You might not know it to look at the US market, but Samsung isn’t doing well in the international phone business. The company has been losing market share to up-and-coming stars in the Eastern markets, while the iPhone 6 and iPhone 6 Plus stole expected sales away from products like the Galaxy S5. Samsung sold 40% fewer Galaxy S5 phones than it expected to since the device debuted last year, and its new Galaxy A series were designed to emphasize the metal frameworks and style factors that many have felt the Galaxy S family lacked.
To counter this, the company is introducing the Samsung Galaxy A7, a new smartphone that measures even thinner than the new iPhone 6, at 6.3mm. Data on the phone’s processor is being confusingly reported in multiple locations, so here’s the factual breakdown: the dual SIM version of the phone will ship a Qualcomm Snapdragon 615 processor with eight 64-bit CPU cores (Cortex-A53) at 1.5GHz and 1.0GHz, and with an Adreno 405 GPU as well.
The version of the phone intended for Western markets will use the higher-end Exynos 5430 with a 32-bit Cortex-A15 plus Cortex A7 CPU clocked at 1.8GHz and 1.3GHz respectively. This version of the phone is 32-bit only, which means Galaxy A7 owners in Asia-Pacific markets may get 64-bit Android support eventually, but their Western counterparts won’t. The GPU on the Exynos 5430 is an ARM Mali-T628, a serviceable if not extraordinary GPU. In theory, both versions of the phone should be capable of leveraging all eight cores at the same time, provided Samsung enables that functionality.
Other features include a 5.5-inch sAMOLED screen (implying a resolution of 120×720), 2GB of RAM, a 13 megapixel camera with a five megapixel front camera, and a wealth of Samsung’s own custom software for voice control and “Auto Selfie” photos. Samsung also claims to offer a Private Mode (no word on exactly how private this is) and multi-app screen functionality, in which applications are run side-by-side, similar to Windows Metro.
Will the A7 fend off Xiaomi?
Unfortunately, the A7 seems like a phone in search of a problem to solve rather than an iPhone or a challenger to recent rival Xiaomi. On the Apple side, the problem is obvious — while it may shave off 0.2mm compared to the iPhone 6 and offer an attractive metal housing, the iPhone 6 has a higher resolution display, 64-bit software support, and a better CPU core. Meanwhile, Android phones like the Galaxy S5 offer better overall specs and performance — which leaves the A7 competing strictly on aesthetic appeal. The A7 ships with KitKat (Android 4.4), meaning there’s not even an OS advantage to using the later device.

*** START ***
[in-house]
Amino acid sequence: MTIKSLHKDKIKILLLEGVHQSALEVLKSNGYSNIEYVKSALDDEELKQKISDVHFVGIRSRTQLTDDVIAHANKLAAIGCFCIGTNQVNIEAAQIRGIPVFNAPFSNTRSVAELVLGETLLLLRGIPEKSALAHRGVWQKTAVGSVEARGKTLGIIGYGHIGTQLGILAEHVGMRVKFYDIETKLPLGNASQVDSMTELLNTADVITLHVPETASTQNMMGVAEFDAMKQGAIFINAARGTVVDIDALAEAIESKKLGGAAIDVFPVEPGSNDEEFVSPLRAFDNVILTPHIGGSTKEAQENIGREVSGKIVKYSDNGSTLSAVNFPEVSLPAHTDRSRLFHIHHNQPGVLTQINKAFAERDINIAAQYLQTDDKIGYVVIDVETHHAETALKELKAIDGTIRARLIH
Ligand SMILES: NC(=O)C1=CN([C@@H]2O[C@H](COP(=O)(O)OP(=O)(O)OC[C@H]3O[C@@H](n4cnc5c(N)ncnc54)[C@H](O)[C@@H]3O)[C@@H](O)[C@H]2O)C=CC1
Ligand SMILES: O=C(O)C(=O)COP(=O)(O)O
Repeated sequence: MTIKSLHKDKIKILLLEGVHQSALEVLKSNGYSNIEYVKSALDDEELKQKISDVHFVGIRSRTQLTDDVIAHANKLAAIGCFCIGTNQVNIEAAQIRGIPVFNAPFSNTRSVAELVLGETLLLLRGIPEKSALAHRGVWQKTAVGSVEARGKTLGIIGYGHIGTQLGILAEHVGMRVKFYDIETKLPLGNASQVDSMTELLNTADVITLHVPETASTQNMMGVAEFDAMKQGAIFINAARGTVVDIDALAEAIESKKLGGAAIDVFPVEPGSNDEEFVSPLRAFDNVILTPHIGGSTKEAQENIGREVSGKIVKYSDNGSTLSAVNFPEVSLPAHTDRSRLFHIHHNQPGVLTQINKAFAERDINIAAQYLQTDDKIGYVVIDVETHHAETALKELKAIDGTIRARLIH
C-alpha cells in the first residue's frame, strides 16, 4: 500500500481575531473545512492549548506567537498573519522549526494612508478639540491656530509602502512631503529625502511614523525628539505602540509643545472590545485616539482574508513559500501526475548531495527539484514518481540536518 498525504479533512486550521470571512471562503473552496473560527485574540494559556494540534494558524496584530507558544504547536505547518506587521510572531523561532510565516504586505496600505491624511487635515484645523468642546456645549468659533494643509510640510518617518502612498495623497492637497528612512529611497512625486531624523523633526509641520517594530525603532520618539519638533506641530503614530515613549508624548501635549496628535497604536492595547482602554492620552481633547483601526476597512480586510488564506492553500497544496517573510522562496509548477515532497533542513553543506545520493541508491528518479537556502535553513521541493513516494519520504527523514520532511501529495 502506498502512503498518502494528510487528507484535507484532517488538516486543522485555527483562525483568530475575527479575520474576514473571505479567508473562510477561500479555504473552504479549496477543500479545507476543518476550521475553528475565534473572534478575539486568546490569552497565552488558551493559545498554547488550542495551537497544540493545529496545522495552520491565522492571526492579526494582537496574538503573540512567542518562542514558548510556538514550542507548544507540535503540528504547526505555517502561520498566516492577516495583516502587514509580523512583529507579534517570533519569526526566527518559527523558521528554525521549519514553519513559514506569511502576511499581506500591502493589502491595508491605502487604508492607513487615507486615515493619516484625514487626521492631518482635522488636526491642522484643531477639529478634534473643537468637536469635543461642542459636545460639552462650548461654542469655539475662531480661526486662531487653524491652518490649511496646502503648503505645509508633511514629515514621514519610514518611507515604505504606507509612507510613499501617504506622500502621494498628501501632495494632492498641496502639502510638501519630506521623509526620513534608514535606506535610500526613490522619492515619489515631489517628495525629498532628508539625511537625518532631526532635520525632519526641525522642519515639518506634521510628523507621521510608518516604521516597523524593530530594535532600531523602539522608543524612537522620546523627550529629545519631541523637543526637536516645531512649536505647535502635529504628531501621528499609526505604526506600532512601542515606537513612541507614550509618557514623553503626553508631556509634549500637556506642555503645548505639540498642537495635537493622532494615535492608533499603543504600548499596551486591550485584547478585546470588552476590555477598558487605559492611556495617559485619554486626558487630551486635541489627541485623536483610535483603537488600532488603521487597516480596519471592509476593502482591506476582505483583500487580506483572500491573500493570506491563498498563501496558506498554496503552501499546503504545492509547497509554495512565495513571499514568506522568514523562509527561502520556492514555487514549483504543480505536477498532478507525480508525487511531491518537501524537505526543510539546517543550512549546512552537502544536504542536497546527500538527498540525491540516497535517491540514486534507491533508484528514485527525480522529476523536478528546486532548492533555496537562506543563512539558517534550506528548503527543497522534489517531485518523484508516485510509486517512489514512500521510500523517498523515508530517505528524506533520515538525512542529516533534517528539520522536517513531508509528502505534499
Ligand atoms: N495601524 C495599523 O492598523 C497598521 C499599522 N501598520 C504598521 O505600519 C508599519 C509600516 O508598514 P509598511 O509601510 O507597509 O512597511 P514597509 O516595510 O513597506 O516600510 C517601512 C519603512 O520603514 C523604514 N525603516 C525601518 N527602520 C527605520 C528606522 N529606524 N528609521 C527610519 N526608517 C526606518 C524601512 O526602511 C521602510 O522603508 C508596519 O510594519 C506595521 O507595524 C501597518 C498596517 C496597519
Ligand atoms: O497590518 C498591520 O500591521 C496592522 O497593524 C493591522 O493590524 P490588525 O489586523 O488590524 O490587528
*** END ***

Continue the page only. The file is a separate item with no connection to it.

Against Xiaomi, the phone looks no better. That company recently announced its upcoming Mi 4, a 2.5GHz Snapdragon 801 device with 3GB of RAM, a 3080 mAH battery, an infrared transmitter, a stainless steel frame, a higher-end front-facing camera (8MP versus 5MP) and a price tag of just $320 versus Samsung’s estimated $600 price for the Galaxy A7.
Compared to its opponents, Samsung is fielding devices with lower-resolution screens, less CPU power, smaller batteries, weaker cameras, and 32-bit CPUs, then trying to paper it over with software tricks and metal framing. It’s not that either of these are bad features, but they aren’t enough to make the Galaxy A7 an attractive phone, even compared to Samsung’sother offerings. The company promised to slash the number of phone models it sold by up to a third this year, but thus far it’s just cranking out more of the same minor variations, often with significantly worse specs.
Also, it’s time for everyone to dump 16GB as a minimum storage size. In a world where cameras regularly shoot at 1080p or higher, and phone operating systems can chew up five gigs of storage space, 16GB of initial capacity just isn’t enough for anyone but budget buyers anymore.